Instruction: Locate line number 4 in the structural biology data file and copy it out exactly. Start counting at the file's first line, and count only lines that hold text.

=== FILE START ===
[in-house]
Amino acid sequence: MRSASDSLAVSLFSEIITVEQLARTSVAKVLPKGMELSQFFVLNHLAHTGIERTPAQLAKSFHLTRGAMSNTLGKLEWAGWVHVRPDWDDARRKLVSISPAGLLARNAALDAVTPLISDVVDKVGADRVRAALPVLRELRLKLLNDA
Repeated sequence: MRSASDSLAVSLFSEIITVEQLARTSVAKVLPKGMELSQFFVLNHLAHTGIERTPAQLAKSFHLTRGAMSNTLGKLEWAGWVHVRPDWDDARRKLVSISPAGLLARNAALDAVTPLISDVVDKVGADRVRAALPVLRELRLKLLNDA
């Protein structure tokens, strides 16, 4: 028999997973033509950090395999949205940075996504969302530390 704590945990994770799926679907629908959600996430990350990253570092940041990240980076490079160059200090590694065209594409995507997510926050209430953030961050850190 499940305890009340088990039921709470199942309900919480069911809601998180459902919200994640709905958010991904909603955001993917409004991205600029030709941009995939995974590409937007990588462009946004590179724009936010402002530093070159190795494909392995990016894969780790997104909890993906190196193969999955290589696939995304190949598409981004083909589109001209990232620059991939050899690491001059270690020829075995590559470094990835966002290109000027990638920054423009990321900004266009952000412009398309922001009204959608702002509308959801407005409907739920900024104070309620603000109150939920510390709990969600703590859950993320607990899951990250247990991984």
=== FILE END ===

């Protein structure tokens, strides 16, 4: 028999997973033509950090395999949205940075996504969302530390 704590945990994770799926679907629908959600996430990350990253570092940041990240980076490079160059200090590694065209594409995507997510926050209430953030961050850190 499940305890009340088990039921709470199942309900919480069911809601998180459902919200994640709905958010991904909603955001993917409004991205600029030709941009995939995974590409937007990588462009946004590179724009936010402002530093070159190795494909392995990016894969780790997104909890993906190196193969999955290589696939995304190949598409981004083909589109001209990232620059991939050899690491001059270690020829075995590559470094990835966002290109000027990638920054423009990321900004266009952000412009398309922001009204959608702002509308959801407005409907739920900024104070309620603000109150939920510390709990969600703590859950993320607990899951990250247990991984």